St. Padre Pio said that when you pray, pray with an attitude that God will answer your prayer if it’s His will.  My husband and I prayed a thanksgiving to God that He would allow us to conceive another baby and have a successful pregnancy.  We were blessed to have three sons in five years.  When our third son was ten months old, we were pregnant again, this time with another ectopic pregnancy, but this time, I found myself with dangerous complications, in the back of an ambulance, hemorrhaging internally and drifting in and out of consciousness.  Instead of trusting, I panicked. I was in a great deal of pain and I was worried that my three little boys would have to grow up without a mom.

As I panicked, I prayed a Hail Mary with those last words taking on powerful meaning, now and at the hour of our death. Amen. I felt peace, serenity and God’s grace. My anxiety and worry was replaced with peace and joy.

  1. Embrace the Cross

God uses trials to make us better people. CS Lewis once said, “God whispers to us in our pleasures, but shouts in our pain.” God has shouted to me many times.  In this case, after the peace, joy and trust I felt in the ambulance, I woke up in the recovery room, happy to be alive only to be greeted with a different excruciating pain and violent vomiting. Nausea medications did not work. My husband was away, and I felt so alone. “Please God, I can’t do this anymore.”  Within minutes, a good Samaritan nurse came along and sat and held my hand for a short while. Her presence was the consolation I needed.  I was then able to embrace that cross.

  1. See Beyond the Moment

When you’re caught up in the middle of a loss, it’s hard to see beyond that particular moment. Some losses seem too much to bear.  It’s important that we acknowledge the pain but also to try to see beyond that moment. You will never ‘get over’ any loss, but the pain will eventually be easier to manage.  We were eventually blessed with two more sons in our family.

  1. Forgive

Sometimes a loss will be the direct result of someone else’s actions: an accident, a murder, abuse. When Christ taught us to pray, he taught us to “forgive us our trespasses as we forgive those who trespass against us.”  He didn’t qualify it.  It doesn’t matter what the person has done to us or the heartache they caused; it doesn’t matter whether they want to be forgiven. We must forgive them.  It’s not an easy thing to do. However, forgiving someone is for our benefit.  Holding onto anger and holding onto a grudge hurts you. Pray and fast for the grace to forgive.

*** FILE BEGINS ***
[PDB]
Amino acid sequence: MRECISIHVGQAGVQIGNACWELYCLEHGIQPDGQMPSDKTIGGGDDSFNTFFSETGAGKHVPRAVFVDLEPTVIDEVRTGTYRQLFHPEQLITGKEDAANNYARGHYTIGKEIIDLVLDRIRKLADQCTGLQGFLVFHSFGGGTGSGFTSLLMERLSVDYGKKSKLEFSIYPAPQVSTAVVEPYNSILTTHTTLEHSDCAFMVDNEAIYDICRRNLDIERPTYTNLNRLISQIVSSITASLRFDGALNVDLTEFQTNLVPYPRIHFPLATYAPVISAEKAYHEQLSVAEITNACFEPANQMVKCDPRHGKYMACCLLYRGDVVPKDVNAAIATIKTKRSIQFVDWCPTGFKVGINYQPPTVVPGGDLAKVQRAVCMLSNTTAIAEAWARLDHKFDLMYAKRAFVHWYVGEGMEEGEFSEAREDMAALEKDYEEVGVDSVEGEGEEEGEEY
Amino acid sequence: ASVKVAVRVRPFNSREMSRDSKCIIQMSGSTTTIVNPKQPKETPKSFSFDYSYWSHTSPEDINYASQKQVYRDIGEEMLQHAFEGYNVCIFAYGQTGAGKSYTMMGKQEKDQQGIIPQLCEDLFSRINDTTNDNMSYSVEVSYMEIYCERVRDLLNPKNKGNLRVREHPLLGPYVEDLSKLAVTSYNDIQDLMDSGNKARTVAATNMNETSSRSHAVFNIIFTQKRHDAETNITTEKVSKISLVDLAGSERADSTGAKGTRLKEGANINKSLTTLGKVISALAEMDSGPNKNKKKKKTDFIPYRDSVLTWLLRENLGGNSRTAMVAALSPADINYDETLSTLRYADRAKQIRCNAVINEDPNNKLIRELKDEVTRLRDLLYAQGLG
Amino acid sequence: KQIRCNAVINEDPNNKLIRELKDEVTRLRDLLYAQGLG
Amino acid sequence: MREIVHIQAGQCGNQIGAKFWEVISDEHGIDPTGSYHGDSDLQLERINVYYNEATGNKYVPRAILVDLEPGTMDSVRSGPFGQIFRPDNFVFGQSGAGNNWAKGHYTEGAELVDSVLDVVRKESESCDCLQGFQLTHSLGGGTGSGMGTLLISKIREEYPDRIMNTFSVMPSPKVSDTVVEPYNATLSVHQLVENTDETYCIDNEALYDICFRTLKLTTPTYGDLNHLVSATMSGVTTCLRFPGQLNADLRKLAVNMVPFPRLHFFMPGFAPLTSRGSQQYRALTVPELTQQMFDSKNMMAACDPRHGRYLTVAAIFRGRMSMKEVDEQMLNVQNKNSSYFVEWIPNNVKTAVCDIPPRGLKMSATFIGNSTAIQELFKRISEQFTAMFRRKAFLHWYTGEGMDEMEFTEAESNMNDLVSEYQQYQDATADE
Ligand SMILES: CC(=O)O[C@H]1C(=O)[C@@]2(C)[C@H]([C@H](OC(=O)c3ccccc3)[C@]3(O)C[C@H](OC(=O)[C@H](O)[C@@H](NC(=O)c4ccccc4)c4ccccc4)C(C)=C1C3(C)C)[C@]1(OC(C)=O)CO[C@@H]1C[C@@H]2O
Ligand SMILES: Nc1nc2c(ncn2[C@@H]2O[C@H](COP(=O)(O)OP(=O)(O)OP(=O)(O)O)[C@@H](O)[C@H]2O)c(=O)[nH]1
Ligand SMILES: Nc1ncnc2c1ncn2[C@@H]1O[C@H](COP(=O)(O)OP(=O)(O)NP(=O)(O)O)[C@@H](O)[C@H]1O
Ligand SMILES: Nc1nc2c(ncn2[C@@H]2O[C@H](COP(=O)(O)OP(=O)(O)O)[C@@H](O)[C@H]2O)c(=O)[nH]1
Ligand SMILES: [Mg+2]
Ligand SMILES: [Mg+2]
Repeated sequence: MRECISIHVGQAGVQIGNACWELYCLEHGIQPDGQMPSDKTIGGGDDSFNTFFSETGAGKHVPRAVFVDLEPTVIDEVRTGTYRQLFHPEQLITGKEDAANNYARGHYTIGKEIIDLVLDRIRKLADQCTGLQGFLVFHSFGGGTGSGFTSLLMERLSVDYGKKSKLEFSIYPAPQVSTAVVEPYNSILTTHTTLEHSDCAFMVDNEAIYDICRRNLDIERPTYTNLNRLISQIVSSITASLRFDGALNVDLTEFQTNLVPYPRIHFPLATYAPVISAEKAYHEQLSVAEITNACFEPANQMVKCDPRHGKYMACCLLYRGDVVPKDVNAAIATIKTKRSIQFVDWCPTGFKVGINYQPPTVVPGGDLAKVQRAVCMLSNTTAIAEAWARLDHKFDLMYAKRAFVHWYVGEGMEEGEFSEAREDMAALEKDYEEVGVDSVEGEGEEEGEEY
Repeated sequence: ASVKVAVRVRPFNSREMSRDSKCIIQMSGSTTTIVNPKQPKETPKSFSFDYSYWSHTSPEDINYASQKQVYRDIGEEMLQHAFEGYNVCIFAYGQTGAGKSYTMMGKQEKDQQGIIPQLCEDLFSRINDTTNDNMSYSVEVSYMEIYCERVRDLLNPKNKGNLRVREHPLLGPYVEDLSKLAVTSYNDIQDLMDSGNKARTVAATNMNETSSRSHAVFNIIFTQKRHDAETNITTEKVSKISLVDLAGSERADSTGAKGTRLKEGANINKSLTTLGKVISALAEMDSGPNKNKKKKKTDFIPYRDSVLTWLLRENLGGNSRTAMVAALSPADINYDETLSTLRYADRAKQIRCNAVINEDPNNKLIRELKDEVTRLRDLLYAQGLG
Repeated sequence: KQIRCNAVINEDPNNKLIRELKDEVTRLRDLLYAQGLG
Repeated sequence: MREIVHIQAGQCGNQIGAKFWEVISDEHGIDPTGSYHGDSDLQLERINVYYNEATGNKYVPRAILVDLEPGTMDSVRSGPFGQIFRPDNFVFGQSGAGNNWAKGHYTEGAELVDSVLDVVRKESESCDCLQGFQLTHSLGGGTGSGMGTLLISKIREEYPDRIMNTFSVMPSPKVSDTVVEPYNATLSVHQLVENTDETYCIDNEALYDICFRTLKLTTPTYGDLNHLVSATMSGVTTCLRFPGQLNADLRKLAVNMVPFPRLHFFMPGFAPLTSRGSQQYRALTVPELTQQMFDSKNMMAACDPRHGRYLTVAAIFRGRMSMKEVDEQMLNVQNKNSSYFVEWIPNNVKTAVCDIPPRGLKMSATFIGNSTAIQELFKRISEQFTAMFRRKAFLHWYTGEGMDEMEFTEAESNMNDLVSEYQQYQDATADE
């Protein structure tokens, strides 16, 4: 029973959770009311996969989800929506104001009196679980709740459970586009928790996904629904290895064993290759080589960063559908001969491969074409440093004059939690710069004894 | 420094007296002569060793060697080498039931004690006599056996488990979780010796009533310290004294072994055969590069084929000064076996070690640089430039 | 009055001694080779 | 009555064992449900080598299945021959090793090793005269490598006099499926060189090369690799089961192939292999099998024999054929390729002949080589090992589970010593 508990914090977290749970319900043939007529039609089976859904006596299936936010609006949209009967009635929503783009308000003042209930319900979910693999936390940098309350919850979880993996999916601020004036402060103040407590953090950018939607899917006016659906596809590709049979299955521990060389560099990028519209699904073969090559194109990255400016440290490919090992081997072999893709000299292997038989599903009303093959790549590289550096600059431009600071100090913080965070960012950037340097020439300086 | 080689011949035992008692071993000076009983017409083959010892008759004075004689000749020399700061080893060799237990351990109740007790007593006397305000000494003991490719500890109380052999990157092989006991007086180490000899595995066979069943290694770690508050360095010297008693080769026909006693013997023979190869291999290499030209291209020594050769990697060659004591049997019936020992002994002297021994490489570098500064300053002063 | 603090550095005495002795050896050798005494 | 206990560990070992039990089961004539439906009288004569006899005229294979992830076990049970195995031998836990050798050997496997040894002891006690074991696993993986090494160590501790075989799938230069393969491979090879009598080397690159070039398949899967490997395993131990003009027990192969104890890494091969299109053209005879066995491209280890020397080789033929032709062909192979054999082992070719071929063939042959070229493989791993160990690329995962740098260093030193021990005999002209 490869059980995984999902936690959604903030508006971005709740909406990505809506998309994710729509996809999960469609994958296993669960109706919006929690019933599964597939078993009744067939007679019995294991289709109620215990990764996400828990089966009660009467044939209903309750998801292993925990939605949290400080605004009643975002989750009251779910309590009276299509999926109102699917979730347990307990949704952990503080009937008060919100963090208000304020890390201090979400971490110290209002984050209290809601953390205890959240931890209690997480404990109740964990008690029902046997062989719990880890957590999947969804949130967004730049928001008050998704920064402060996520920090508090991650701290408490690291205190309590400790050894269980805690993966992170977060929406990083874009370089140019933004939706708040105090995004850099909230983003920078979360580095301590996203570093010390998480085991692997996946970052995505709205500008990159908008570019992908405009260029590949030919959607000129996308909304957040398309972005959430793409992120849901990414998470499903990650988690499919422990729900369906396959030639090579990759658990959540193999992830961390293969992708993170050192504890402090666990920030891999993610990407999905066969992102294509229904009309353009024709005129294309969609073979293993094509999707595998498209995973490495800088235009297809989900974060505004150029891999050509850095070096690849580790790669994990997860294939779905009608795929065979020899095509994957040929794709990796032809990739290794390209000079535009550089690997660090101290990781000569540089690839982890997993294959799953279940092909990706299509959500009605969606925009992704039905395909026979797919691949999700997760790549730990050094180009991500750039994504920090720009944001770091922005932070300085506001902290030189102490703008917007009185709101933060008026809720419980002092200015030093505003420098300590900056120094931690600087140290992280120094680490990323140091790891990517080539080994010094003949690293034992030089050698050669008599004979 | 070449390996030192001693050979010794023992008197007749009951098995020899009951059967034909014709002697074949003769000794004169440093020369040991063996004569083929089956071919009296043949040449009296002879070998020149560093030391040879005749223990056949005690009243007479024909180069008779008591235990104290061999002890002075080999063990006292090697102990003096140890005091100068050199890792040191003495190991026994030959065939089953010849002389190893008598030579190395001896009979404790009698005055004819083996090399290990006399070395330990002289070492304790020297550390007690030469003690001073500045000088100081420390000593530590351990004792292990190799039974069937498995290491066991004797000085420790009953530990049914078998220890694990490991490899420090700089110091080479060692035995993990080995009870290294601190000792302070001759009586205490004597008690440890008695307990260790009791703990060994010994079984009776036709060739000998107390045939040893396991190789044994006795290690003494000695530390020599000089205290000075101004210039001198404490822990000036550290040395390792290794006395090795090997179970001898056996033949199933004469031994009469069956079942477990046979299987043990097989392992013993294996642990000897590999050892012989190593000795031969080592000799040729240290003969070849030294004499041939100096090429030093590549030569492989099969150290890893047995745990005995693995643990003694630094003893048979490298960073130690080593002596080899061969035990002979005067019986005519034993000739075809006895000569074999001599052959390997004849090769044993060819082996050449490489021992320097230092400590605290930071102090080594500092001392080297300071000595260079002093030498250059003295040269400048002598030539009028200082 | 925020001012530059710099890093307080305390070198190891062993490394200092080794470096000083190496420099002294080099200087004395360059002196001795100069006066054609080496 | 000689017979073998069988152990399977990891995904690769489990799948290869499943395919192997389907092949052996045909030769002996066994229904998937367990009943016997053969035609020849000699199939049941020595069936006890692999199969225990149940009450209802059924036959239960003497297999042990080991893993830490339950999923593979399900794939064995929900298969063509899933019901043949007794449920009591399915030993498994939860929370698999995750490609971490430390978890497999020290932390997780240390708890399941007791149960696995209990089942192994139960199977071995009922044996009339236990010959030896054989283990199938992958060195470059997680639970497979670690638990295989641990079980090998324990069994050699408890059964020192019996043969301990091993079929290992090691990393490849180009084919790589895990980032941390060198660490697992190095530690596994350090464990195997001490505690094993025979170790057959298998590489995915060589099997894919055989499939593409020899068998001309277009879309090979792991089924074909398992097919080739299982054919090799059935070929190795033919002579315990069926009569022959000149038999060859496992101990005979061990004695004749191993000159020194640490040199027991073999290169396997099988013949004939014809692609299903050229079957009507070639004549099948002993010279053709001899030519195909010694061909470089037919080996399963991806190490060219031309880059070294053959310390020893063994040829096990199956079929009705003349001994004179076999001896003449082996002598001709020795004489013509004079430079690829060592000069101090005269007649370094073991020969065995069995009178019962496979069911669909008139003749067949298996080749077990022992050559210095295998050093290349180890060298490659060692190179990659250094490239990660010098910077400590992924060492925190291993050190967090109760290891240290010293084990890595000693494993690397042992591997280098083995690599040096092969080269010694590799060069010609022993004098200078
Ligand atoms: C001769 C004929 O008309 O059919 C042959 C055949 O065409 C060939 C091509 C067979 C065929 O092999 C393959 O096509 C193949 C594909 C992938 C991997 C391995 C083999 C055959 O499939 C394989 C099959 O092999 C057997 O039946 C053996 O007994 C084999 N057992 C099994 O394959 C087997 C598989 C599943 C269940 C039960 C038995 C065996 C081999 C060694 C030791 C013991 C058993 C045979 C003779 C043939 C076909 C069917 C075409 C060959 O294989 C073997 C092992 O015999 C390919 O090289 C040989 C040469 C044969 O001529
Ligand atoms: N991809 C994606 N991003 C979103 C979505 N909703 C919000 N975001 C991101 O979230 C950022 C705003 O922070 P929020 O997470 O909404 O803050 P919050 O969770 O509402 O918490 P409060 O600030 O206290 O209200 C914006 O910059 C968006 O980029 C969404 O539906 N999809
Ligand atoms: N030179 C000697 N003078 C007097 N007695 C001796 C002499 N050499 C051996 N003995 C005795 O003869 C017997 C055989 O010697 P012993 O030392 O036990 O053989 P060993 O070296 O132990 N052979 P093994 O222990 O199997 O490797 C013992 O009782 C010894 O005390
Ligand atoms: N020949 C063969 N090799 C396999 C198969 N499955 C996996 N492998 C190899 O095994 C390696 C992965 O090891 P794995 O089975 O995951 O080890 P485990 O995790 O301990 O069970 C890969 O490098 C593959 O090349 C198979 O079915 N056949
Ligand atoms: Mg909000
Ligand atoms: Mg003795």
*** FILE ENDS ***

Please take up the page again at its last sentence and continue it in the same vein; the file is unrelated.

1. You Are Not Alone

As Catholics, we believe in the spiritual presence of The Father, Son and the Holy Spirit and our guardian angel, the saints and angels. Our Lady is also a precious maternal presence in our lives.   In terms of human presence, our parish priest, close and supportive friends, relatives, counselors and those in support groups can be helpful in listening.  Thankfully my husband is a very patient empathetic listener because grieving and dealing with loss is much easier when you don’t feel alone.

  1. Prayer life/Sacramentals

Prayer life and the sacraments are vital to our day-to-day journey as Catholics whether we are experiencing loss or not.  But a strong prayer life is even more essential when grieving or going through difficult moments in life.  Attending Daily Mass, reciting the daily rosary, consecrating ourselves to the Sacred Heart of Jesus and the Immaculate Heart of Mary, wearing a scapular and/or miraculous medal, using holy water and candles are all instruments of grace.

  1. One Day at a Time/Take Time to Grieve

Taking one day at a time is crucial.  One can become overwhelmed with the sheer immensity of any particular loss.  This isn’t an article on grief specifically, but allow time to grieve.

  1. Take care of your needs

St. Thomas Aquinas once said, “Sorrow can be alleviated by good sleep, a bath and a glass of wine.”   Grieving can be hard work emotionally; some days you have to just remember to breath, let alone make meals, do housework, homeschooling, etc.  If a friend or relative offers to make you a meal or take your younger kids for an afternoon, accept the offer!

Finally, it’s important to reiterate that God is and always will be trustworthy. In the beginning of this article, I shared that I had hoped to have ten children when my husband and I were married.  God in His generosity gave us more than we asked for, he gave us 12: seven babies in heaven and five sons we’ve had the privilege to raise.  When you ask for something, be assured that, if it’s in your best interests, God will provide it. The biggest consolation with the loss of our seven babies through miscarriage and ectopic pregnancy is that I will get to finally hold those babies one day in eternity. My friend’s mother passed away years ago. She had had four miscarriages. When this woman was close to death, she said, “They’re singing to me.”

My friend asked, “Who’s singing, Mom?”

“My babies.”

Having my babies sing me into eternity  is a beautiful, consoling thought.

Copyright 2019 Ellen Gable Hrkach